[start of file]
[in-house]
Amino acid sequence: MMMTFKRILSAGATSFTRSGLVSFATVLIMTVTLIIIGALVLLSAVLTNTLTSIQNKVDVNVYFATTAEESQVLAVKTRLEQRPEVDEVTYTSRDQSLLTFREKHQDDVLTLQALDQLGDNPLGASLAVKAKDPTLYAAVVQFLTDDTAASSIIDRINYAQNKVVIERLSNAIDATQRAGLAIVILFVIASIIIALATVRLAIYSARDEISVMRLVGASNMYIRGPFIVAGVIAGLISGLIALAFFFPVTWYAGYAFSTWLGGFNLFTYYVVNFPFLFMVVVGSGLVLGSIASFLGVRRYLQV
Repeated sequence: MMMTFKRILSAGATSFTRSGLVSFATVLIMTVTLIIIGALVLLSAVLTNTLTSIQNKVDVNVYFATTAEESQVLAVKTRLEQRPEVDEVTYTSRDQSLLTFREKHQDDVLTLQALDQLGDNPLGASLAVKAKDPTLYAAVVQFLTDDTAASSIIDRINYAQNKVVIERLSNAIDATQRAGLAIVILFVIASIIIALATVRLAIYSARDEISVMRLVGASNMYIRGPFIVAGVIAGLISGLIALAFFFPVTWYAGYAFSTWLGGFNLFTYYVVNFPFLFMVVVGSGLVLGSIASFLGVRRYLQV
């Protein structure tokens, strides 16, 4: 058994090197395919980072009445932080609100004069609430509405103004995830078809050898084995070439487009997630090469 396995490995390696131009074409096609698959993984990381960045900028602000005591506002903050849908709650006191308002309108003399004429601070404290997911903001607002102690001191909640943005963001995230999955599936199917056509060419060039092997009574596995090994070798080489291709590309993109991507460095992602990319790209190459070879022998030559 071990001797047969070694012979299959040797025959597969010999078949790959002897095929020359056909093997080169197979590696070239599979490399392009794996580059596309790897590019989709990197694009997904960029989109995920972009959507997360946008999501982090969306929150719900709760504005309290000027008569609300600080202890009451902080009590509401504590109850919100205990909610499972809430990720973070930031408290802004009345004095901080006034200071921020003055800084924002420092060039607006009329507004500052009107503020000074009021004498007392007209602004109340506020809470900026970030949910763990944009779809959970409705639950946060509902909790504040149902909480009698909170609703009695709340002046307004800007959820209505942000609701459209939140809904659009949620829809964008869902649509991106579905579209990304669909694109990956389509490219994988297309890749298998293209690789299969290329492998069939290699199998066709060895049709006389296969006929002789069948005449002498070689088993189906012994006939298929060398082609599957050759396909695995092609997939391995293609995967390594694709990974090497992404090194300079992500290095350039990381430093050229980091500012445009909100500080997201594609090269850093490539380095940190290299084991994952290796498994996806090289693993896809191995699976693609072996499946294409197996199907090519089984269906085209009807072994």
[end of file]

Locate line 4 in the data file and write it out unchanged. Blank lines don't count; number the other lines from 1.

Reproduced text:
């Protein structure tokens, strides 16, 4: 058994090197395919980072009445932080609100004069609430509405103004995830078809050898084995070439487009997630090469 396995490995390696131009074409096609698959993984990381960045900028602000005591506002903050849908709650006191308002309108003399004429601070404290997911903001607002102690001191909640943005963001995230999955599936199917056509060419060039092997009574596995090994070798080489291709590309993109991507460095992602990319790209190459070879022998030559 071990001797047969070694012979299959040797025959597969010999078949790959002897095929020359056909093997080169197979590696070239599979490399392009794996580059596309790897590019989709990197694009997904960029989109995920972009959507997360946008999501982090969306929150719900709760504005309290000027008569609300600080202890009451902080009590509401504590109850919100205990909610499972809430990720973070930031408290802004009345004095901080006034200071921020003055800084924002420092060039607006009329507004500052009107503020000074009021004498007392007209602004109340506020809470900026970030949910763990944009779809959970409705639950946060509902909790504040149902909480009698909170609703009695709340002046307004800007959820209505942000609701459209939140809904659009949620829809964008869902649509991106579905579209990304669909694109990956389509490219994988297309890749298998293209690789299969290329492998069939290699199998066709060895049709006389296969006929002789069948005449002498070689088993189906012994006939298929060398082609599957050759396909695995092609997939391995293609995967390594694709990974090497992404090194300079992500290095350039990381430093050229980091500012445009909100500080997201594609090269850093490539380095940190290299084991994952290796498994996806090289693993896809191995699976693609072996499946294409197996199907090519089984269906085209009807072994």